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I survived……

the first day of Ramadan!  This is the first time I have every tried to fast during Ramadan, so surviving Day 1 is super exciting to me!  Millions of Muslims around the world fast every day for an entire month, denying themselves food and water from sunrise to sunset.  This year for Ramadan, I decided I wanted to experience this with them.  Now, don’t jump to any conclusions, I am not converting to Islam. I am lucky enough to be married to a Muslim man who believes that I can and should believe anything I wish, and while I am enjoying exploring the religion, I do not feel any need to convert. However, I do want to experience life from other people’s point of view.  My reasons for wanting to try this are: 

1. to prove to myself that I can do it 

2.  to better appreciate the goodies and treats that are used to celebrate making it through a day of fasting 

3. to experience for myself the appreciation of having food on a regular basis that comes as part of fasting for Ramadan

4.  to share the experience with my 8 year old who is “trying” Ramadan for the first time and with my husband who has been doing Ramadan for the last 26 years

I don’t know if this will be the only Ramadan I participate in, or if I will even make it through the whole month, but I will check in periodically to let you know how it is going.  Here are my reflections from the first day, and some pictures of our Iftar feast.

I woke up at 3 a.m. the night before the fast to eat Suhoor, a meal of sustenance to help you through your fast.  I had oatmeal, with apples and carrots mixed in (loading up on the fiber!) and a smoothie made of avocado, milk and banana, as well as a bunch of water.  Then, back to sleep, and up with the baby around 7 a.m.  The overall fasting wasn’t bad, but there were silly things, like remembering not to like my fingers after feeding the baby something from my hands.  The smells and aromas of all foods were definitely amplified when I fed Zaiyd and Sam and when I began preparing for “Iftar” – the meal when you break your fast.  (I know people who fast and work in food service, and I can’t imagine how difficult this must be!)  We knew we would break our fast at 7:39 p.m., and by 4:00 p.m., we were in the kitchen beginning preparations.  My husband made the Haraia, the lentil soup that is full of protein and vitamins.  The boys helped me to make Zucchini bread (not traditionally Moroccan, but much loved in my household, and another way to get vegetables in).  I boiled eggs, and made a cheese ball recipe from my cookbook.  I am trying out one new recipe a day for Ramadan.  I made flan and warmed up M’smen (a Moroccan flat bread that we buy in bulk and freeze) and a Baguette.  At the last minute, we made coffee, and put out dates, chebekeah (the most delicious cookies that basically consist of deep fried dough coated in honey and sprinkled with sesame seeds), a bowl of fruit and some juice for the boys.  Our Iftar is not always traditionally Moroccan, but is like our family – a mixture of American and Moroccan that fits best for our family.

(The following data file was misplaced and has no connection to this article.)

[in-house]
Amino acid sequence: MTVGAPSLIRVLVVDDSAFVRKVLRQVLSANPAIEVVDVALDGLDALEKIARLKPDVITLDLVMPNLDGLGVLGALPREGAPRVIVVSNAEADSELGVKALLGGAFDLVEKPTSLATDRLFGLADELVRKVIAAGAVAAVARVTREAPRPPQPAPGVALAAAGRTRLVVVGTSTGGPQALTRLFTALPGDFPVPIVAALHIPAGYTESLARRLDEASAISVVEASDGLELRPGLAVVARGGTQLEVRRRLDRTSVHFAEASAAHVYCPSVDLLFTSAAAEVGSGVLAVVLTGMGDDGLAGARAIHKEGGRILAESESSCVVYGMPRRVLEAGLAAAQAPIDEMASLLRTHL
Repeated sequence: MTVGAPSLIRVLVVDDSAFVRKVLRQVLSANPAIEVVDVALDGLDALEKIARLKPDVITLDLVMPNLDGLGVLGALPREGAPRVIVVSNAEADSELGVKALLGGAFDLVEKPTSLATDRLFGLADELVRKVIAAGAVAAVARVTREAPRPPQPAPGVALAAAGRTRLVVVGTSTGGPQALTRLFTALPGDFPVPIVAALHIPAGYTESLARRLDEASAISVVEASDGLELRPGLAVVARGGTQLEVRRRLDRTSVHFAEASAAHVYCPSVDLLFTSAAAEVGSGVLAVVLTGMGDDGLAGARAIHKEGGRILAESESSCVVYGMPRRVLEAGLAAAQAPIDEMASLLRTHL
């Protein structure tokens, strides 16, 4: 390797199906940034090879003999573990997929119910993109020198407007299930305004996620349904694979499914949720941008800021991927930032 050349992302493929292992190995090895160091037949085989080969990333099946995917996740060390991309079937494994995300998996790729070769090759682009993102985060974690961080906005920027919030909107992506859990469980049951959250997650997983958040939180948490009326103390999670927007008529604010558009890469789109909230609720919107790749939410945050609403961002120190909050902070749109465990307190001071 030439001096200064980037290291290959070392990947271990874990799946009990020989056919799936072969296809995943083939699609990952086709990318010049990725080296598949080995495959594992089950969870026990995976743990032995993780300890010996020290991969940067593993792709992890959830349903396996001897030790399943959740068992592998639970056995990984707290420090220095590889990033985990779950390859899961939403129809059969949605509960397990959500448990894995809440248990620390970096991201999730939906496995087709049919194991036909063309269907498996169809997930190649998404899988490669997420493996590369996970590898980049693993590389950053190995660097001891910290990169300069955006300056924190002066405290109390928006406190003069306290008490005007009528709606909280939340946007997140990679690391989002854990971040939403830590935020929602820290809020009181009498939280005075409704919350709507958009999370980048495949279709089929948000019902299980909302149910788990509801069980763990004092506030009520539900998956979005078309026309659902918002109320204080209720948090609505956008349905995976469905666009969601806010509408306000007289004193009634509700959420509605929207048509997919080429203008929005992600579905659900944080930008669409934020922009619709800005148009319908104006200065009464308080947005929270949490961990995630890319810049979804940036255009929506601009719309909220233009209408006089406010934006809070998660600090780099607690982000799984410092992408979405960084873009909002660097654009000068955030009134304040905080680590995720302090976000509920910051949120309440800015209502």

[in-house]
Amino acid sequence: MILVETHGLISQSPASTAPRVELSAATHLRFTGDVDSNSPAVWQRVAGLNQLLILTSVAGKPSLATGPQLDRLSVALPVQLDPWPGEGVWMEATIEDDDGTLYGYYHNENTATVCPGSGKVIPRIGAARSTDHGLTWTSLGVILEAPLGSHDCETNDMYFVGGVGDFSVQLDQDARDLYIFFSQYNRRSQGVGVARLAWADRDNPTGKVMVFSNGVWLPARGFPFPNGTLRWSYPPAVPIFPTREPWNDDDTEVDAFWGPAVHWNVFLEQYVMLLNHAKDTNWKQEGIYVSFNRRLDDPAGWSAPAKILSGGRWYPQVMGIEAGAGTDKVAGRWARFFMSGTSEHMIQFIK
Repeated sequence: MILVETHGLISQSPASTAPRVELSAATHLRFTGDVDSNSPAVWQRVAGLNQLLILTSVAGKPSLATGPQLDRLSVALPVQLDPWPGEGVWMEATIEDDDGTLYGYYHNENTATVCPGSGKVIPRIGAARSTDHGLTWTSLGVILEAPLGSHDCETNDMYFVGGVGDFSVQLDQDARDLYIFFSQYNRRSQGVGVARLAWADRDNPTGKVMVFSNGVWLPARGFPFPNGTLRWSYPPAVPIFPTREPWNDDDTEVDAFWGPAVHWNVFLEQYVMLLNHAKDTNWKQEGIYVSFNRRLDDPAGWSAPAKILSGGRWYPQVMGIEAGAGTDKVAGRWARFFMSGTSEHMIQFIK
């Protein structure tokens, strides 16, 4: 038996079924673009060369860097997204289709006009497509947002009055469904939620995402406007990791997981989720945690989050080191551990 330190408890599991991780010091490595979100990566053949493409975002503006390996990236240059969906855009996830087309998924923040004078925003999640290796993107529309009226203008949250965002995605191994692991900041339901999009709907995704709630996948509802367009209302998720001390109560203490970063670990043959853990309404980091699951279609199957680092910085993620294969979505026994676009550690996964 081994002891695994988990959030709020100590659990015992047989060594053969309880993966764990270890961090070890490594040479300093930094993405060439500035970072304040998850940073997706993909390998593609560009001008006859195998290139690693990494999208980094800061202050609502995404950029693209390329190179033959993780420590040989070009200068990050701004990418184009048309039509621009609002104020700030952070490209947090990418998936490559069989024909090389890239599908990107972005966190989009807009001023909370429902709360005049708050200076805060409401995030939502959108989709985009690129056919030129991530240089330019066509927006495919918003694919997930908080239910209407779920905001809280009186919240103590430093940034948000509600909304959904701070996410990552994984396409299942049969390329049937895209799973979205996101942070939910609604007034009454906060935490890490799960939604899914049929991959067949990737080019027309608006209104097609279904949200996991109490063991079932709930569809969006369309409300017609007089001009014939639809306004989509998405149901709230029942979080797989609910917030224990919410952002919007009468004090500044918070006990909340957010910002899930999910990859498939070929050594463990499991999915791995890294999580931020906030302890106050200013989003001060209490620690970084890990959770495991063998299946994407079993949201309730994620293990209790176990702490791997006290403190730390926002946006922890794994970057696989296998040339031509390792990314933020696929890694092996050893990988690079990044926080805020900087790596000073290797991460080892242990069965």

We were so anxious to eat that the table was set about 10 minutes before it was time to eat.  I used this time to take pictures for this post, and we watched a little tv.  Then, we heard the call for prayer and we began to eat.  I expected the first bite to be a big deal, but then I forgot that I have small kids who need to be helped out first, lol!  My first bite was actually a part of a banana I was serving to Sam.  I enjoyed all of the treats, but found that the chebekeah that I devoured in mounds last year (when I wasn’t fasting) was actually too sweat to eat more than one.  I also decided the coffee was too sweat right then, and opted for some leftover smoothie from Suhoor instead.  The haraia was amazing and the eggs tasted perfect.  My body craved the proteins and that is what I ate.  The whole process really makes me think about what my body NEEDS rather than what it wants.  When we were done eating, we sat around chit chatting and I had a great feeling of appreciation for the life that I have and the ability to have this experience.  We then went out and walked and enjoyed the night air.  After we returned home (and had to put Zaiyd through the window b/c we had forgotten a key, lol!)  We put the kiddos to bed and I enjoyed some rice and beans before heading to bed. 

It is now officially Day 2 and just writing this for you is making my stomach grumble, but I know that I can make it through.  That is part of what Ramadan is doing for me, building confidence in myself.  Now, here are some pictures of our Iftar table from yesterday:

Ramadan iftar meal

The Whole Table of Goodies

chebekeah - Ramadan iftar meal

Chebekeah – the cookie of the gods!

haraiah - Ramadan iftar meal

Haraiah – Ramadan soup with lentils

cheese balls - Ramadan iftar meal

Cheese Balls – Ramadan Recipe of Day 1

zuchini bread - Ramadan iftar meal

Zucchini Bread – a Family Favorite

Ramadan Kareem to those celebrating!

Heidi Raki of Raki's Rad Resources and Journey to Morocco

 

 
 
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